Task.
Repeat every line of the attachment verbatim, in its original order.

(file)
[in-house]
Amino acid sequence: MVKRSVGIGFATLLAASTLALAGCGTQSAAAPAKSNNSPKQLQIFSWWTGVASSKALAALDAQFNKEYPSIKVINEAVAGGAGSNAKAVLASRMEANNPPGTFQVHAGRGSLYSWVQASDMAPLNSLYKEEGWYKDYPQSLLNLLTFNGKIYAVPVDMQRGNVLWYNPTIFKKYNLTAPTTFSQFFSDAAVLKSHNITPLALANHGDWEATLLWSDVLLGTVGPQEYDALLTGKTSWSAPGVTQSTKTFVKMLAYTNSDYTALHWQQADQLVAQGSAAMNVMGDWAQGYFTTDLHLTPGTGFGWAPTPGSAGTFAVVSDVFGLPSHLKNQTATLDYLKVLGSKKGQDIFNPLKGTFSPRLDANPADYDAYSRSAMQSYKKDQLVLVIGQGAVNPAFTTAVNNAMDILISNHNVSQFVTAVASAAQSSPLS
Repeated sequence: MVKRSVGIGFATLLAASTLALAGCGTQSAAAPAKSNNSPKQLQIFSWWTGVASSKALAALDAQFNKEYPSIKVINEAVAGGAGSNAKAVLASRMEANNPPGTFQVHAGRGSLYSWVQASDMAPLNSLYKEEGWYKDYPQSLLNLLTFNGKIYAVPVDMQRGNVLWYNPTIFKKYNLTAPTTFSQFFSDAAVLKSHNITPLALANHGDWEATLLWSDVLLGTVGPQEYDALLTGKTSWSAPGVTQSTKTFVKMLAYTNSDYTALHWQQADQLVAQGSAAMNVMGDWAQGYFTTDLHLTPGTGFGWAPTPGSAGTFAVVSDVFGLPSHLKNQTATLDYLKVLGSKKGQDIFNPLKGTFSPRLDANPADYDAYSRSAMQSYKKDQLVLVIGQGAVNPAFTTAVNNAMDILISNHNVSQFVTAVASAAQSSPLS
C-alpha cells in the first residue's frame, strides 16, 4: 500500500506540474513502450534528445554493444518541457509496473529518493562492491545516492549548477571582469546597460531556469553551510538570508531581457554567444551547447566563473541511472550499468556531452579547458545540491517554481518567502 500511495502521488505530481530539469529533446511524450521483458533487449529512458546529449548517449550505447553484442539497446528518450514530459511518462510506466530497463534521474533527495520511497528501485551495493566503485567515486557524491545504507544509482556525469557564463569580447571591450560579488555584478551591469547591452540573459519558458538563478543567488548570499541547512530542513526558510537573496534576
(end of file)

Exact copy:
[in-house]
Amino acid sequence: MVKRSVGIGFATLLAASTLALAGCGTQSAAAPAKSNNSPKQLQIFSWWTGVASSKALAALDAQFNKEYPSIKVINEAVAGGAGSNAKAVLASRMEANNPPGTFQVHAGRGSLYSWVQASDMAPLNSLYKEEGWYKDYPQSLLNLLTFNGKIYAVPVDMQRGNVLWYNPTIFKKYNLTAPTTFSQFFSDAAVLKSHNITPLALANHGDWEATLLWSDVLLGTVGPQEYDALLTGKTSWSAPGVTQSTKTFVKMLAYTNSDYTALHWQQADQLVAQGSAAMNVMGDWAQGYFTTDLHLTPGTGFGWAPTPGSAGTFAVVSDVFGLPSHLKNQTATLDYLKVLGSKKGQDIFNPLKGTFSPRLDANPADYDAYSRSAMQSYKKDQLVLVIGQGAVNPAFTTAVNNAMDILISNHNVSQFVTAVASAAQSSPLS
Repeated sequence: MVKRSVGIGFATLLAASTLALAGCGTQSAAAPAKSNNSPKQLQIFSWWTGVASSKALAALDAQFNKEYPSIKVINEAVAGGAGSNAKAVLASRMEANNPPGTFQVHAGRGSLYSWVQASDMAPLNSLYKEEGWYKDYPQSLLNLLTFNGKIYAVPVDMQRGNVLWYNPTIFKKYNLTAPTTFSQFFSDAAVLKSHNITPLALANHGDWEATLLWSDVLLGTVGPQEYDALLTGKTSWSAPGVTQSTKTFVKMLAYTNSDYTALHWQQADQLVAQGSAAMNVMGDWAQGYFTTDLHLTPGTGFGWAPTPGSAGTFAVVSDVFGLPSHLKNQTATLDYLKVLGSKKGQDIFNPLKGTFSPRLDANPADYDAYSRSAMQSYKKDQLVLVIGQGAVNPAFTTAVNNAMDILISNHNVSQFVTAVASAAQSSPLS
C-alpha cells in the first residue's frame, strides 16, 4: 500500500506540474513502450534528445554493444518541457509496473529518493562492491545516492549548477571582469546597460531556469553551510538570508531581457554567444551547447566563473541511472550499468556531452579547458545540491517554481518567502 500511495502521488505530481530539469529533446511524450521483458533487449529512458546529449548517449550505447553484442539497446528518450514530459511518462510506466530497463534521474533527495520511497528501485551495493566503485567515486557524491545504507544509482556525469557564463569580447571591450560579488555584478551591469547591452540573459519558458538563478543567488548570499541547512530542513526558510537573496534576